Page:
Saturday, November 9, 2013

Los Momentos Profundos

The primary purpose of my trip to Guatemala this past summer was birding, but I am also fascinated by the human condition.  We are a race of peoples full of wonderful cultural identities and language variations. And yet, people are beginning to look the same as our technologies bring us all together. For me, it's getting harder and harder to find those authentic shots out in the field. Mayan people still dress the same but the difference is that they now hold a cell phone next to their traditional wardrobe.......which sharply contrasts the old world with the new. But today's post is really about how much extra work it is to bird in foreign places....especially when you're doing it in a world of constant distraction.

I would leave to find birds in public areas.  People would stare at me strangely, but I am beyond caring anymore.  It is my goal to find birds and other wildlife in this life of mine. Customs are different and yet, the human heart is universal.   People still celebrate childbirth and marriage.  They still mourn death etc.etc.  As I am pulled into the bird world more, the human side of me withdraws a bit.  I still feel compassion.  I still care, but it's difficult to put this transformation into words.  Life is a personal journey that isn't always clear. I've also noticed these same qualities with other wildlife aficionados. We go out of our way to AVOID people while on our bird missions. Thankfully my friend Lynda was there to keep me "present" in the real world.

Yellow-winged Tanager
The distractions of daily life interfered many times with birding.  Keeping an eye on traffic and people was exhausting. Many times I eavesdropped on Spanish conversations around me to keep us safe from harm. And while danger was never an issue, there were people constantly trying to take advantage of the gringos.  It became an irritation negotiating with others.  How much time would we spend on the road going from A to Z?  I began to miss birding in the US again.  It was all so much easier. Or was it?  Then my mind wandered to cold locales like Canada or Alaska.....places that catered to birders.  Perhaps this is a sign that I am indeed getting older.  But I wanted easy access to the birds and animals. However we all know the saying, "No pain; no gain."

It was a constant battle.  "Would I like to buy something?"  No. I'm not heartless, but I've been there and done that. Instead of seeking Spanish and knowledge about the people like I did before; I now searched for something higher......our vanishing wildlife.  I wanted to know more about their conservation efforts.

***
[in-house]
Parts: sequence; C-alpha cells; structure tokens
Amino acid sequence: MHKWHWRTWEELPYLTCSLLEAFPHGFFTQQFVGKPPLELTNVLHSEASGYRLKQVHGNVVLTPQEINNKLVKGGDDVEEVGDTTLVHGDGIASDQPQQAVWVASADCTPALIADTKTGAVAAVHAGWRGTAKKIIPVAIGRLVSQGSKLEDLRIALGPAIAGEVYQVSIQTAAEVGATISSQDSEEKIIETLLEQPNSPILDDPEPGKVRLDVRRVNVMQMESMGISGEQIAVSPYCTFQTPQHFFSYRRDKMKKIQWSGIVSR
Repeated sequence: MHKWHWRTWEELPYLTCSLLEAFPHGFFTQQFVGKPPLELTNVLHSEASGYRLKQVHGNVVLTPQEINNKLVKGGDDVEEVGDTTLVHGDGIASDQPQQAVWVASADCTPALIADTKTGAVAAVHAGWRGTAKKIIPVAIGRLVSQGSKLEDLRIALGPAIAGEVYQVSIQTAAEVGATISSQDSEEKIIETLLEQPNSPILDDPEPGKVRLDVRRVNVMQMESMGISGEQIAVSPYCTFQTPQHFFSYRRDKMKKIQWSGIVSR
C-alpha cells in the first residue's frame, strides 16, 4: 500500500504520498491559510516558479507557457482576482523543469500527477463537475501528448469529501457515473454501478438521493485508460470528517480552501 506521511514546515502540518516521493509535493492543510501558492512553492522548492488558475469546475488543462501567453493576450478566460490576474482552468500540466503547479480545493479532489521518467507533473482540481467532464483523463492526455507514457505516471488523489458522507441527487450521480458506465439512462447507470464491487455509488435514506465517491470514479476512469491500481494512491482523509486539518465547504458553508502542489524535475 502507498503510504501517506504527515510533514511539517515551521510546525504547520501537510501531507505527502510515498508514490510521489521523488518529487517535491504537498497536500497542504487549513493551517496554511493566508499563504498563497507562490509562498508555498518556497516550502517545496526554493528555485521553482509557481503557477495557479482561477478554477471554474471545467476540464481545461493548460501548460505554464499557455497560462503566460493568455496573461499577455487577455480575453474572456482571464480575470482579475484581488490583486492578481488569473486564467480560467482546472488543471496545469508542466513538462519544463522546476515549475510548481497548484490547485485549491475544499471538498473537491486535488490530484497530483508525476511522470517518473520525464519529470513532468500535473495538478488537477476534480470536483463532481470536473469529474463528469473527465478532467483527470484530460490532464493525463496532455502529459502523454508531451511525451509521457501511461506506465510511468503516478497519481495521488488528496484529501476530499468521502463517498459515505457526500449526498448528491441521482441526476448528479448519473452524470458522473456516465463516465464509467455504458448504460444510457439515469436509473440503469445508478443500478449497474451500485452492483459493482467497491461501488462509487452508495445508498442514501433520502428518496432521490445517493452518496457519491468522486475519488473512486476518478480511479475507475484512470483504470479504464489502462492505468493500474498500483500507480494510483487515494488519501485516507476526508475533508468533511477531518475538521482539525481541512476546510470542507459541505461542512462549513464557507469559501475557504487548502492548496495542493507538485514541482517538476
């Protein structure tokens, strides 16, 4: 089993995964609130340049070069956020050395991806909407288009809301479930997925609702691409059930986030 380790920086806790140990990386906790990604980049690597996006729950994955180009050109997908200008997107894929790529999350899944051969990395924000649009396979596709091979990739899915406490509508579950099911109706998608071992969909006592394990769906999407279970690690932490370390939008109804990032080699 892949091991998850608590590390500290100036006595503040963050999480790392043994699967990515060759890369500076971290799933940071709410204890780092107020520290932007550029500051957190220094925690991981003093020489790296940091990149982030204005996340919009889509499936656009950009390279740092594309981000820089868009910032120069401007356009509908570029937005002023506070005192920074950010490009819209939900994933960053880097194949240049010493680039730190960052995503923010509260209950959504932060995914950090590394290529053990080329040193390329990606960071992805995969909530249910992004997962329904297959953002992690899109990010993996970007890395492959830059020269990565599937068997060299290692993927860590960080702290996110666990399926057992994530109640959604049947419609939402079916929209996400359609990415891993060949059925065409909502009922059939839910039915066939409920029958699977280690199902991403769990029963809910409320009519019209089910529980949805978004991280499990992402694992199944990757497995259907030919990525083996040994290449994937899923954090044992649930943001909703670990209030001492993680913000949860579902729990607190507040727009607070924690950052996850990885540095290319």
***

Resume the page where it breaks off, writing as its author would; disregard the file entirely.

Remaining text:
Photographers and birders need to be aware of their surroundings at all times.  I have chosen this challenge as I try to find as many of these birds as I can, but I will also do my best to be safe. When there is extreme poverty, it's about basic survival. Theft is common in this country if you aren't careful(especially around Guatemala City and Lake Atitlan(certain locations). We had to constantly watch our equipment as we traveled. How can someone think about the future when their daily basic needs aren't met? And it's not just Guatemala.  It's everywhere.

All I need is food, shelter and sleep.  That line repeated itself in my head over and over.  Wasn't I the privileged spoiled one?  Is it not frivolous this "hobby" I do?  I would ask myself that as I was collecting data for Ebird.  But really, I was selfishly finding new life birds and taking snap shots of them. But it's your vacation Chris.  YOU deserve this.  I would struggle with these thoughts throughout the trip.  I wasn't a tourist or a Spanish student anymore.  I was an observer.  One who can comfortably write a blog about his bloated experiences abroad.  But one thing was true.  I had to find birds and not waste my time in Guatemala.  Not many cared nor understood my need to observe and count them.  Again I was thankful to have my friend there to keep me "present".

 Lynda reminded me to take pictures of the people. All of this was new and exciting for her.  I don't know how she put up with me for so long:)  My thoughts wander these days....a lot.  She would ask me many times to repeat what she said.  And I would repeat them to let her know that I was listening.  But sometimes I'd make an observation and just stare at the rain coming down or watch the gentle waves hitting the shoreline. Sometimes the thought was too deep to explain.  It would take forever to share my past experiences of "what was" in Guatemala to "what is now". A lot had changed. So I would sip my coffee and think about how I could poorly verbalize my thoughts.

And color was not lost on me.  The photographer was still fascinated by it all.  We would come to love our meals in Guatemala.  The food was excellent and every dinner a delight. Some nights I couldn't sleep as I had become excited about the birds I could possibly find the next day.

Our morning would begin with coffee and breakfast.  Afterwards, we'd get walking to our destinations. After all, the secret to birding well is exploring every nook and cranny in one area.  Each area, even within a block radius, has different birds. But a puff of exhaust would hit our faces as we hiked over cobblestone and rock roads.  We had to always watch carefully and make sure we wouldn't get hit.  Birds can fly and avoid all the traffic. With people, it's a different story:)

A chicken bus
Mired in human chaos, it was a true challenge to find the birds.  They were there.  I just needed to keep focus from all the distractions around me.

Azure-crowned Hummingbird

At our hostel, a Bird of Paradise attracted this Azure-crowned Hummingbird until a backpacker scared it away.  He would reappear once all the people had left.

Clay-colored Thrush
In Central Park, the Clay-colored Thrushes nested secretly above the trees.  While I observed this new lifebird species, a sketchy man came up to me for money!

The Rock Pigeons blended perfectly into the statues on the building. So did many other birds....

The Guatemalan Flag
I hid on our hostel rooftop to capture Blue-Gray Tanagers consuming peaches.    Then the woman making my breakfast asked me what I wanted to eat and the birds were gone! A necessary distraction:)

Blue-gray Tanagers